MONEY & MEDALS
tel: +44 (0)1252 868612
email: [email protected]
Contact details: Ceri Gage; Jason Semmens
Date of visit: 15 March 2017
Nature and extent of collection
All numbers below are estimated
Modern and paper money: Notes from, Bosnia, Germany, Japan, Saudi Arabia, Italy, Egypt, Korea, North Korea, Iraq, France, Belgium and The Netherlands. We also have notes printed in English from Japan for use by POW’s.
A set of coins minted during Queen Victoria’s reign and placed under the foundation stone at Netley Hospital consisting of; A Sovereign, a half sovereign, a Crown, a Half Crown, a Shilling, a Florin, a Sixpence, a Groat, a Copper Penny, a Half Penny, a Farthing, a Half Farthing and a set of 4 Maundy Coins.
Commemorative Coins; 2x Falklands Liberation Crowns, Australian 50p for ‘Weary’ Dunlop, Australian 1 Dollar coin for Capt Neville Howse, First Victoria Cross Recipient in Australia.
Medals (commemorative or military): We have approximately 6,500 military medals, encompassing 4 Corps. They represent orders from 22 nations and span 200 years of military history. They reflect the global scale of the British Army, with the Victoria Wars being particularly well represented. Highlights include Hanoverian Waterloo Medals, the Order of Avis, Order of the White Eagle, Russian Order of St Anne and the female only Egyptian Order of Nishan al-Kamal.
Paranumismatica: American Tokens used in Afghanistan; German Vouchers for use in POW Camps; Arabic Money Vouchers; US Military Payment Certificates from Korea; Korean Dinner Ticket; Bosnia Phone card.
Other: The money box containing the coins from Netley.
Specific strengths: Our medal collection encompasses most British Orders, Decorations and Campaign medals awarded to British Forces since The Battle of Waterloo. Unlike most Regiments medical support is required everywhere, creating diverse and unique medal sets. We also hold 22 Victoria Crosses. One of which is with a bar, it is the first bar to have been awarded and is one of only 3 in the world.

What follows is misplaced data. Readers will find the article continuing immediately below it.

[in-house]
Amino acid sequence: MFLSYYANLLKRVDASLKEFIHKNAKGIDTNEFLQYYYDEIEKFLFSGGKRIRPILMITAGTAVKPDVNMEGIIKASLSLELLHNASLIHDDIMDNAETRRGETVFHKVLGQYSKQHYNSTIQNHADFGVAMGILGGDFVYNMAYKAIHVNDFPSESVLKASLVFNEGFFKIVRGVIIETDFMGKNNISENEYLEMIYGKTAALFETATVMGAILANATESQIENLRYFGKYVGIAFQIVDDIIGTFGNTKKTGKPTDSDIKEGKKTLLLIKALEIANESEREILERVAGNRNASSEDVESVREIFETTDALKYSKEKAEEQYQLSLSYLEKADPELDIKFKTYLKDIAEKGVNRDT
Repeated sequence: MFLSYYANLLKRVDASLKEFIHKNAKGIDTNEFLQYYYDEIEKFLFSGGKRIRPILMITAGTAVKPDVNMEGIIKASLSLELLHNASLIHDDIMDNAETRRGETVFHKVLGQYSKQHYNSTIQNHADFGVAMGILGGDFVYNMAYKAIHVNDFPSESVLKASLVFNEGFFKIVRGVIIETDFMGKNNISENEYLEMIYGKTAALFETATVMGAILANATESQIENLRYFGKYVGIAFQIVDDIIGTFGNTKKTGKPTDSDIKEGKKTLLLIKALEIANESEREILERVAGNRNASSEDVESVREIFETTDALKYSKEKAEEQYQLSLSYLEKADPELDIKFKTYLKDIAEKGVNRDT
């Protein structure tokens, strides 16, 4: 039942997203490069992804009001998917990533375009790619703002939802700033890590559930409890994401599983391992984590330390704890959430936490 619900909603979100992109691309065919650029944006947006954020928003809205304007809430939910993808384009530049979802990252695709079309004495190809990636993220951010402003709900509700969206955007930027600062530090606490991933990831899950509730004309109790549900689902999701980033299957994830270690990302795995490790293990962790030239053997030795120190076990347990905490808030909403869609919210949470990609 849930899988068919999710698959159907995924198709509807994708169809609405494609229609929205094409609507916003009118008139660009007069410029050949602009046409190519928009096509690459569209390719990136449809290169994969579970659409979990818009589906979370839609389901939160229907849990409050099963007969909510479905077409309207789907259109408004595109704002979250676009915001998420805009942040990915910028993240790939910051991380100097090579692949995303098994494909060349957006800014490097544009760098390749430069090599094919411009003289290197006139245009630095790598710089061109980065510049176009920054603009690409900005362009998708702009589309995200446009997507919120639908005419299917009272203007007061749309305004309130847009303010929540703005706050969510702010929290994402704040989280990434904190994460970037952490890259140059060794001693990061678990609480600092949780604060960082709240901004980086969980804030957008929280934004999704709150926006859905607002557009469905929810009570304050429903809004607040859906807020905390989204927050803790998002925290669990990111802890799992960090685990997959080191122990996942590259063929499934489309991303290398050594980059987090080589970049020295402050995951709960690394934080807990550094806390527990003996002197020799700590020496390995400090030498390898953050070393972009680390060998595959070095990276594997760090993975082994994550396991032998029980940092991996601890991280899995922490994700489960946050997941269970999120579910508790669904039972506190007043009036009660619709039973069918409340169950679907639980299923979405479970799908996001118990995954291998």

Library: Library includes a small selection of volumes on military medals.
Database used: MODES and Microsoft Excel.
Proportion of collection on database: Approximately 98%
How much detail in database entries? Each record has the medal/order name, recipient, unit information if available, ribbon colour, reason for award if required, donor information and condition check.
Are images incorporated? Approximately 50%
Is the database accessible to the public? No.
Is the database publicly accessible online? No.
Are there permanent numismatic displays? Most displays have not been changed in approximately 12 years. Medals and some coinage have been a permanent feature in the gallery space.
Is numismatic material incorporated into more general displays? Coinage is displayed within a larger display referencing a military hospital. Medals are generally displayed on boards with no interpretation. Some medals are displayed in period cases, here they tell more of a story.
Is there a facility for temporary exhibitions? Yes.
Have there been numismatic exhibitions in the past? If so, what? No.
Access to the collection
Is there a study facility? Yes.
Is equipment (balances, magnifying glasses, etc.) provided? No.
Public engagement with numismatic collection
Is there a handling collection? Not specifically.
Are numismatic collections used in Education sessions? With First World War sessions an appropriate medal set will be handled under supervision.
Do numismatic collections feature in gallery talks, lectures? Gallery talks and lectures are not a current feature.
Are there other engagement activities based around numismatic collections? No.
ID and public enquiries
Does the museum offer a service for identifying objects and other public enquiries? Yes, however, this is adhoc and not advertised.
Is there any numismatic expertise in-house? If so, who, and in what areas? Both the Collections Curator and the Collections Assistant have a keen interest in medals and have spent a vast amount of time with them. Medal identification is usually a swift process.
Is there access to external expertise? If so, who and in what areas? The local Medals Orders and Research Society have a wealth of information generated within their members, they have been extremely forthcoming with information and support when required.
If there is expertise in-house, is there a willingness/capacity to share that with other museums? Both staff members would happily assist where possible.